Buoyancy model and equations of state

The buoyancy model determines the relationship between tracers and the buoyancy $b$ in the momentum equation.

Buoyancy tracer

The simplest buoyancy model uses buoyancy $b$ itself as a tracer: $b$ obeys the tracer conservation equation and is used directly in the momentum equations in the momentum equation.

Seawater buoyancy

For seawater buoyancy is, in general, modeled as a function of conservative temperature $T$, absolute salinity $S$, and depth below the ocean surface $d$ via

\[ \begin{equation} b = - \frac{g}{\rho_0} \rho' \left (T, S, d \right ) \, , \label{eq:seawater-buoyancy} \end{equation}\]

where $g$ is gravitational acceleration, $\rho_0$ is the reference density. The function $\rho'(T, S, d)$ in the seawater buoyancy relationship that links conservative temperature, salinity, and depth to the density perturbation is called the equation of state. Both $T$ and $S$ obey the tracer conservation equation.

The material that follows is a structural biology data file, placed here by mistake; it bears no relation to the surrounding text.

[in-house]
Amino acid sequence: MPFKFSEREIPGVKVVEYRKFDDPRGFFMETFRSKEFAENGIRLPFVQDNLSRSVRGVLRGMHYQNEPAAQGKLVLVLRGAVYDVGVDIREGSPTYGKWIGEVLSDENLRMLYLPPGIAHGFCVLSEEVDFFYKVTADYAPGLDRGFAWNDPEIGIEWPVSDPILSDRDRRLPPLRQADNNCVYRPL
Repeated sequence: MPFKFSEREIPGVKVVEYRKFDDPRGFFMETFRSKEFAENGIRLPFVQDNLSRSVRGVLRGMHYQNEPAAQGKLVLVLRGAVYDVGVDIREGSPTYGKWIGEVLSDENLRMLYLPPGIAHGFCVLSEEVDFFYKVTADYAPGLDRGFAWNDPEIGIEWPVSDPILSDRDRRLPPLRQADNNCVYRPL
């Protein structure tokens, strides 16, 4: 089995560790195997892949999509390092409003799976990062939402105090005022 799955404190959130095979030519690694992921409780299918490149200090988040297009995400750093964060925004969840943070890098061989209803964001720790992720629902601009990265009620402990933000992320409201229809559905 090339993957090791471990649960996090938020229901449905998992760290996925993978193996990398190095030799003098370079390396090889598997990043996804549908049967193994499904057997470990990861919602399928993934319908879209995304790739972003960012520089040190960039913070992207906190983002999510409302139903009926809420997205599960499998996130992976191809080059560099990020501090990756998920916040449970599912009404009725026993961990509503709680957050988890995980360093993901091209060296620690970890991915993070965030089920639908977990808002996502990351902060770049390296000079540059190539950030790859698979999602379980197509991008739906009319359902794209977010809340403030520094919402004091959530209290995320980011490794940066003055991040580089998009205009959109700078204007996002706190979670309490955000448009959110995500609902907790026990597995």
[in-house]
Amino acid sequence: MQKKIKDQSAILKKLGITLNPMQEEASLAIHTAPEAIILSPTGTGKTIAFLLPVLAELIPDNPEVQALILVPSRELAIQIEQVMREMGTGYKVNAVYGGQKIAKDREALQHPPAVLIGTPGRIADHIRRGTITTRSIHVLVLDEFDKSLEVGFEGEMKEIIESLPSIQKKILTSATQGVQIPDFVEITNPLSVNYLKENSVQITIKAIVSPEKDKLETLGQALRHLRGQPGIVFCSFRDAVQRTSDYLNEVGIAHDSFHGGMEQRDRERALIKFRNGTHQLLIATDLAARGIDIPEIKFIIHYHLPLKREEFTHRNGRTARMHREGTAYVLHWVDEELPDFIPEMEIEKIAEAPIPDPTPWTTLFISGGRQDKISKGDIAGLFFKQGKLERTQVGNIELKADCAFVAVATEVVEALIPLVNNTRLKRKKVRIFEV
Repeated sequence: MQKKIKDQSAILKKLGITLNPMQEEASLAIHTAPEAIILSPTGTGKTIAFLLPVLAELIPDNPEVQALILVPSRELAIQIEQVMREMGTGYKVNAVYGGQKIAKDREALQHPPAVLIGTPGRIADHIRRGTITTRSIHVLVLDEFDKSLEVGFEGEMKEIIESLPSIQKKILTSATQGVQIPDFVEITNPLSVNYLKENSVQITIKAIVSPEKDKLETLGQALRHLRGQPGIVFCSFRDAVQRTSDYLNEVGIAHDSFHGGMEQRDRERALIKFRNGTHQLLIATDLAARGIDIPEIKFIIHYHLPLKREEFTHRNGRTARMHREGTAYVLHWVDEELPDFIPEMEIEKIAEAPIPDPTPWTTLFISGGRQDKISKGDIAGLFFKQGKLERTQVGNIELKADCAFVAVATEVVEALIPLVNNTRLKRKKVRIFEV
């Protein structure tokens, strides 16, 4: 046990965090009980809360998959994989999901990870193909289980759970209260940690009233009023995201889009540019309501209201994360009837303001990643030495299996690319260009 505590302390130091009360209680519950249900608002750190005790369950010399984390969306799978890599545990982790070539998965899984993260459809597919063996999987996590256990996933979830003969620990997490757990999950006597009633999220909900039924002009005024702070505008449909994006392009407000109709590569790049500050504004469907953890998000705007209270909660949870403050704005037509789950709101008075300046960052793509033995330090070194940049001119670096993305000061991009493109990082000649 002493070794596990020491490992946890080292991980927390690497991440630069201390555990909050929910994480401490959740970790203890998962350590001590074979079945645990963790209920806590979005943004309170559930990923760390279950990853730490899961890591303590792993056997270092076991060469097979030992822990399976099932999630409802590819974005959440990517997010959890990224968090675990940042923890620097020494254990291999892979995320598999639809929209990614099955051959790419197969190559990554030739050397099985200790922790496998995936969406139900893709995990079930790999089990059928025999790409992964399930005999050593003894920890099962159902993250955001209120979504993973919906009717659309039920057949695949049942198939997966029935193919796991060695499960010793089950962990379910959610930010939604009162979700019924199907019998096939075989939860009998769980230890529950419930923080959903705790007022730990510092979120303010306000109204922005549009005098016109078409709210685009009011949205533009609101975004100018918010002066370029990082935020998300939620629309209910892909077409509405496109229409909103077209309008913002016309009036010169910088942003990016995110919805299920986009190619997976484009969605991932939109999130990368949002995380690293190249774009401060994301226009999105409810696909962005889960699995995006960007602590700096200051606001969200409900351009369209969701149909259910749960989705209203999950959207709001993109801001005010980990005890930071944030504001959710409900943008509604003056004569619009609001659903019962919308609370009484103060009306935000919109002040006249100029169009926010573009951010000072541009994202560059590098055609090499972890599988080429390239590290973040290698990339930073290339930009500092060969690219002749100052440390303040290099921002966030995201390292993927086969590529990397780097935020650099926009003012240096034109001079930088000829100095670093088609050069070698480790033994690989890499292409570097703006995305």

Linear equation of state

Buoyancy is determined from a linear equation of state via

\[ b = g \left ( \alpha T - \beta S \right ) \, ,\]

where $g$ is gravitational acceleration, $\alpha$ is the thermal expansion coefficient, and $\beta$ is the haline contraction coefficient.

Nonlinear equation of state

Buoyancy is determined by the simplified equations of state introduced by F. Roquet, G. Madec, Trevor J. McDougall, Paul M. Barker (2015).